Something similar happens with Helene – but not only do we have outrage and fury at how the fae treated her, but an equal refusal to be bought or accept invasive romantic gestures that are supposed to win her over after the fact – especially since those gestures make little acknowledgement of her own personal space or autonomy.
This is definitely of the good – so many books would have portrayed this as sexy or romantic, but here it’s clear: Beth and Helene will not tolerate this bullshit and will be respected. Good.
Except… except these fae have centuries of this kind of behaviour and attitudes. The fact they’re learning and melting NOW doesn’t change that Conn is a rapist, nor does it change that Conn first approached Beth with an intent to rape her – and did certainly grope her repeatedly. Sure he learns to respect and honour her and would never touch her without her consent again and is now dedicated to never touching another woman ever – but that doesn’t change centuries of being a rapist. We have Beth’s abusive and molesting ex-husband who is a villain and gets his – but Conn hardly occupies the moral highground.
A second trop ethat is interestingly subverted is the “inexperienced heroine”. Beth had one love before Conn – her ex-husband who was bad on many levels. She has never had an orgasm in company before – so far all very clichéd (the heroine can never be sexually experience lest she be a slutwhorejezebel and therefore evil). Except, once she gets past Conn’s rapeyness, she wants to have sex with him. Not because of magic, not because of true love not even because of irresistible attraction – but because she’s a grown woman who is past due having some good sex, damn it! There’s no other justification presented at the time – Beth wants sex because she wants sex and she doesn’t make any excuses for that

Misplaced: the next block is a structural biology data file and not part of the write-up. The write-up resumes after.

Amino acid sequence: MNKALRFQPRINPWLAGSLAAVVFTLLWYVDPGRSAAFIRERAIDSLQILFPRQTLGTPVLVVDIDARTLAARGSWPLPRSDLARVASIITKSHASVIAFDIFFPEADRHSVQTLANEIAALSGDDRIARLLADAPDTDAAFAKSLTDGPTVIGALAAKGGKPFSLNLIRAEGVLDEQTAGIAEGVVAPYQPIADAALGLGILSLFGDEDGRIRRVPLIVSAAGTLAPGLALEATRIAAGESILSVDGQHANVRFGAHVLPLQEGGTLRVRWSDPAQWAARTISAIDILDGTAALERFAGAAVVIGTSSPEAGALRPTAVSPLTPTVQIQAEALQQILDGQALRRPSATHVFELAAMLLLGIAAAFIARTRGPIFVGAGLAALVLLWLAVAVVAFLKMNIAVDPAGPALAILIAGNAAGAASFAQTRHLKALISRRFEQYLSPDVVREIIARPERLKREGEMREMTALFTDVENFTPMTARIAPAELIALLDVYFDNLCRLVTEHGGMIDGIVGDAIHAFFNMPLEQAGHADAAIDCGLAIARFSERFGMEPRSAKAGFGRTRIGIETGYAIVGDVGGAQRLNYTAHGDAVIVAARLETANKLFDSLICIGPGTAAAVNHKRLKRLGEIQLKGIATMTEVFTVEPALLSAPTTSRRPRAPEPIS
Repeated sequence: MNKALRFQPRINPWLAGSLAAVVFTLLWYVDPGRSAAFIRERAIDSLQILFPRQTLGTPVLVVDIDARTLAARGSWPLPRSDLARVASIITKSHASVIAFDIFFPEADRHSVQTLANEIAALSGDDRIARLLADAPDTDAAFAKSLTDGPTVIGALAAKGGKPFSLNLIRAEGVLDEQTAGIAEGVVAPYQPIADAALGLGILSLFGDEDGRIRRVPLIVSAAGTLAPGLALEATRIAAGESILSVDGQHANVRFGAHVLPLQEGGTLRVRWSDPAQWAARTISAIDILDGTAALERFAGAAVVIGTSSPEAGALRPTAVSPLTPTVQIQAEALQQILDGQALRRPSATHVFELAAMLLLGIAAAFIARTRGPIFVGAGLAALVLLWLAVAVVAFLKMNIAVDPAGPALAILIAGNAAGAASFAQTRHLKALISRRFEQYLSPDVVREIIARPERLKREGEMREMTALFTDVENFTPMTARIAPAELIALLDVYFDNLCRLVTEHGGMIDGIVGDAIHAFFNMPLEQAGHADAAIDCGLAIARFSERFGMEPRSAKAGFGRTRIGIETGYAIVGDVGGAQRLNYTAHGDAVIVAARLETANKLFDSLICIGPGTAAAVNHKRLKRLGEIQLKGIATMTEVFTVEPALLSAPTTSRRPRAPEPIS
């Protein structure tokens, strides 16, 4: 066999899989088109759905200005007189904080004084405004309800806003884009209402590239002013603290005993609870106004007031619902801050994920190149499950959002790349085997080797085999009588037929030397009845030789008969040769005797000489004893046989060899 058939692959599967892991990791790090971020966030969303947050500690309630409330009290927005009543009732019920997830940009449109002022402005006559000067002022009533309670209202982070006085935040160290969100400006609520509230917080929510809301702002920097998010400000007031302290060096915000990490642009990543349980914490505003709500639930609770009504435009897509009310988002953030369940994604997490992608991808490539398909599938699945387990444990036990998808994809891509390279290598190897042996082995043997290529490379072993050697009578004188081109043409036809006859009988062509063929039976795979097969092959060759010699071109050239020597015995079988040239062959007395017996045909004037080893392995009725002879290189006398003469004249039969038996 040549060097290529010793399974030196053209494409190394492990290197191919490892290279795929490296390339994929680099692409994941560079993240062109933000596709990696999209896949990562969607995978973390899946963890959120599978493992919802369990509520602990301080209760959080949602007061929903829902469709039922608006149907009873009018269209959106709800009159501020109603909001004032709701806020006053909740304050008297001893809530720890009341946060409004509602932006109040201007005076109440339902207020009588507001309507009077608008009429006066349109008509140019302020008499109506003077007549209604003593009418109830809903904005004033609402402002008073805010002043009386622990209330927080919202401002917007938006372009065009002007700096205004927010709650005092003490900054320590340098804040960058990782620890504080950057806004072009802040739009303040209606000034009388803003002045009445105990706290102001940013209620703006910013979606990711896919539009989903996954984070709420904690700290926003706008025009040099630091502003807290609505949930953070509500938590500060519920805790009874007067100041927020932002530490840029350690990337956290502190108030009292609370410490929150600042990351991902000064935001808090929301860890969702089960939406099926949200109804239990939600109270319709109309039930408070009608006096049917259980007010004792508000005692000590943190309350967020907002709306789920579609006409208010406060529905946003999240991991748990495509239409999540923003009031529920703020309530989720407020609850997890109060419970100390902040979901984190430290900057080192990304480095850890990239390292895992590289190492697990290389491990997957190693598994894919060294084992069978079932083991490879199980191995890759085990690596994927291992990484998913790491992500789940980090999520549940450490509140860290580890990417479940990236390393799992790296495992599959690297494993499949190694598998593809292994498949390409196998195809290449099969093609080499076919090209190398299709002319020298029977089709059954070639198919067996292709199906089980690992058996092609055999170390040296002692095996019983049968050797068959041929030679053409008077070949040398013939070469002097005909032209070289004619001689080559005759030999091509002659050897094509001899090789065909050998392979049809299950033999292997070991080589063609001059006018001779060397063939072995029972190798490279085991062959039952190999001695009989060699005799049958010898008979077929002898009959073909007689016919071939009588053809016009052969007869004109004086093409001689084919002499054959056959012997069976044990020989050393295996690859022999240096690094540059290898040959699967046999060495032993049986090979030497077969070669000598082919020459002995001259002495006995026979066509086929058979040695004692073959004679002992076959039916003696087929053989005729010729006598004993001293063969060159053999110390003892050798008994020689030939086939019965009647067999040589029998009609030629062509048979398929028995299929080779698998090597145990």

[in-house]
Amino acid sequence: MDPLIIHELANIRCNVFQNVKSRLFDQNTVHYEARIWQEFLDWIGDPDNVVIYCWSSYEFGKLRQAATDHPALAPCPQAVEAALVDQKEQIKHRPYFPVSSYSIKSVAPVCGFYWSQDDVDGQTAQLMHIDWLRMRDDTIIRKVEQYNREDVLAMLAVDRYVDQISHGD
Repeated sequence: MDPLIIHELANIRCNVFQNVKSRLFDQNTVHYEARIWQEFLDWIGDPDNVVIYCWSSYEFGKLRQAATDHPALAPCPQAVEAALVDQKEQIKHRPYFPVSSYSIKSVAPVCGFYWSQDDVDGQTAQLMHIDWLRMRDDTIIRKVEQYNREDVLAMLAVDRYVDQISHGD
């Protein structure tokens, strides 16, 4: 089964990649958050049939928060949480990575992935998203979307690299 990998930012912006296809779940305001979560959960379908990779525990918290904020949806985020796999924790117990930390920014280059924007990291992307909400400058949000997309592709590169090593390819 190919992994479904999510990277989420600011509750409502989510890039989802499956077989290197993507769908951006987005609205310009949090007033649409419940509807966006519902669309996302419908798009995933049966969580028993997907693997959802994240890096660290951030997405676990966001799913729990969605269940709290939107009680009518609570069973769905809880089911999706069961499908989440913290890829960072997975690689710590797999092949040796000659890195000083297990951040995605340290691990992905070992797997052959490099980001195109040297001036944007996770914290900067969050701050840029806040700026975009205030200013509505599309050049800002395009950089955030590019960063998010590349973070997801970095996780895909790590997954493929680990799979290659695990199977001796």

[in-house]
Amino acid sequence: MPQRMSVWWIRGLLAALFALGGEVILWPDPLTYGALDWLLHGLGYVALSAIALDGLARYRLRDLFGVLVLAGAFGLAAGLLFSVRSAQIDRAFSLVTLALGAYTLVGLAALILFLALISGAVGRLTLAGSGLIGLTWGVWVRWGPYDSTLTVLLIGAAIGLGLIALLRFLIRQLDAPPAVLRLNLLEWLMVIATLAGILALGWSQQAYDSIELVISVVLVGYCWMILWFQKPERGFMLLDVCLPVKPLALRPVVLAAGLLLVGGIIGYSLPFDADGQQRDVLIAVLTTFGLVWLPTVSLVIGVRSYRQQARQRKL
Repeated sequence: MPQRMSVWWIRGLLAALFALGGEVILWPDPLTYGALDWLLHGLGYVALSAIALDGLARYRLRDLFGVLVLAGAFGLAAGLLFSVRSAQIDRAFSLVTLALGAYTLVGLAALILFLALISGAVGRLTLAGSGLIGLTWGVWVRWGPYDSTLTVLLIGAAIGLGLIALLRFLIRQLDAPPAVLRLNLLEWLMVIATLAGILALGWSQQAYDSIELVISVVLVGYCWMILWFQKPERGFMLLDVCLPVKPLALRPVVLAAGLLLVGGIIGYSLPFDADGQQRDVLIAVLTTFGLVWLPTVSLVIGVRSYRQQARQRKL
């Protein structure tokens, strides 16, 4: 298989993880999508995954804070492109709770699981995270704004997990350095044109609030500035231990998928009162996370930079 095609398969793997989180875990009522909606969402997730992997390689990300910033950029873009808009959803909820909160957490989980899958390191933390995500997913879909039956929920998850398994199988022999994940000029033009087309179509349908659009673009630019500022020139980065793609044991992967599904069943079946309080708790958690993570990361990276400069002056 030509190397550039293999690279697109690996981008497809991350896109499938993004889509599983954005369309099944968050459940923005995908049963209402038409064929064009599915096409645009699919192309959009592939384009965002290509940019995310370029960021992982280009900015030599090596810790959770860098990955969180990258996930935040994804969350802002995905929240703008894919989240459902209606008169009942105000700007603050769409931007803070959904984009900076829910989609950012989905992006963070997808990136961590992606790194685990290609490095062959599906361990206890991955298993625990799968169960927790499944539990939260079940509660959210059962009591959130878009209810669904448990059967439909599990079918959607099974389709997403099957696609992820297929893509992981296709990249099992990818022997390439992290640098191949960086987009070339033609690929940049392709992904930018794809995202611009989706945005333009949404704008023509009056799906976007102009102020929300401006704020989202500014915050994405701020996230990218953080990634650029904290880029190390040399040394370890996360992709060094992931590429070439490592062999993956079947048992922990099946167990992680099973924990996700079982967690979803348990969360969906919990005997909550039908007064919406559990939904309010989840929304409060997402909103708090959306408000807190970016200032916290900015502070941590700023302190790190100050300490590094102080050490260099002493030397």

The story itself is nicely solid – the romance is woven into it and very dominant without completely taking over all aspects of the book – though I do think there were times when actually pursuing their main mission was bumped too far down their priority list especially since it was time sensitive. The world was shown off well, infodumps were used sparingly and appropriately and the story, while being a somewhat standard romance with a linked find the shiny/protect the girl quest, had enough unique elements and twists to make it fresh. It was a new take and the way the characters and plot lines worked together made for an engaging story that kept me invested and interested.
Unfortunately, there were no minorities in this book, while the cast wasn’t huge, it was large enough for the absence to be painfully noticeable.
This is a good solid book. It plays with romance tropes and has all the heat you could want, without letting the romance overwhelm the story or the characters. The characters and the romance itself bring in enough unique elements to make the story engaging and different and the plot runs nicely alongside, usually on track and developing both the world and the characters pretty strongly. It’s a good, fast read that I enjoyed with several elements I appreciated